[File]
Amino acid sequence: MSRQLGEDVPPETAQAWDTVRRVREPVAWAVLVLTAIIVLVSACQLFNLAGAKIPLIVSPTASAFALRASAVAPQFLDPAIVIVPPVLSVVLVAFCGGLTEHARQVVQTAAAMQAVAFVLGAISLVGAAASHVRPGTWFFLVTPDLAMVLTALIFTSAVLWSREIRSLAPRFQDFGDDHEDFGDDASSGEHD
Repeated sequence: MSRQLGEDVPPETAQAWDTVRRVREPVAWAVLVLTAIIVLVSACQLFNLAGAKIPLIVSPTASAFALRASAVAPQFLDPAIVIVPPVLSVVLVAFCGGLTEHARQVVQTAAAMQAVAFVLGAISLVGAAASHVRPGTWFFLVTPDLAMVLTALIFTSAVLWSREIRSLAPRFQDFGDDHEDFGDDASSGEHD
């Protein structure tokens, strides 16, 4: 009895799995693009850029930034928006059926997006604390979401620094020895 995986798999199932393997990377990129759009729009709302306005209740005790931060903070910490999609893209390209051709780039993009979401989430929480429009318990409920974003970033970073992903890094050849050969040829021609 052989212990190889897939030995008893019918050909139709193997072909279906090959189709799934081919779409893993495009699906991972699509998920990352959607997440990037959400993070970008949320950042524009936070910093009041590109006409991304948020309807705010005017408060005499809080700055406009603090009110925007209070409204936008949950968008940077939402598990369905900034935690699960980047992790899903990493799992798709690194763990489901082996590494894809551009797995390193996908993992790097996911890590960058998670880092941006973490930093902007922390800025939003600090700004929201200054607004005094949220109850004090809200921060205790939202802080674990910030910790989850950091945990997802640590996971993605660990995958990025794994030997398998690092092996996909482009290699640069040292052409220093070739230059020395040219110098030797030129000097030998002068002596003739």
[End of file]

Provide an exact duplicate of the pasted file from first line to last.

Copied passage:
Amino acid sequence: MSRQLGEDVPPETAQAWDTVRRVREPVAWAVLVLTAIIVLVSACQLFNLAGAKIPLIVSPTASAFALRASAVAPQFLDPAIVIVPPVLSVVLVAFCGGLTEHARQVVQTAAAMQAVAFVLGAISLVGAAASHVRPGTWFFLVTPDLAMVLTALIFTSAVLWSREIRSLAPRFQDFGDDHEDFGDDASSGEHD
Repeated sequence: MSRQLGEDVPPETAQAWDTVRRVREPVAWAVLVLTAIIVLVSACQLFNLAGAKIPLIVSPTASAFALRASAVAPQFLDPAIVIVPPVLSVVLVAFCGGLTEHARQVVQTAAAMQAVAFVLGAISLVGAAASHVRPGTWFFLVTPDLAMVLTALIFTSAVLWSREIRSLAPRFQDFGDDHEDFGDDASSGEHD
């Protein structure tokens, strides 16, 4: 009895799995693009850029930034928006059926997006604390979401620094020895 995986798999199932393997990377990129759009729009709302306005209740005790931060903070910490999609893209390209051709780039993009979401989430929480429009318990409920974003970033970073992903890094050849050969040829021609 052989212990190889897939030995008893019918050909139709193997072909279906090959189709799934081919779409893993495009699906991972699509998920990352959607997440990037959400993070970008949320950042524009936070910093009041590109006409991304948020309807705010005017408060005499809080700055406009603090009110925007209070409204936008949950968008940077939402598990369905900034935690699960980047992790899903990493799992798709690194763990489901082996590494894809551009797995390193996908993992790097996911890590960058998670880092941006973490930093902007922390800025939003600090700004929201200054607004005094949220109850004090809200921060205790939202802080674990910030910790989850950091945990997802640590996971993605660990995958990025794994030997398998690092092996996909482009290699640069040292052409220093070739230059020395040219110098030797030129000097030998002068002596003739």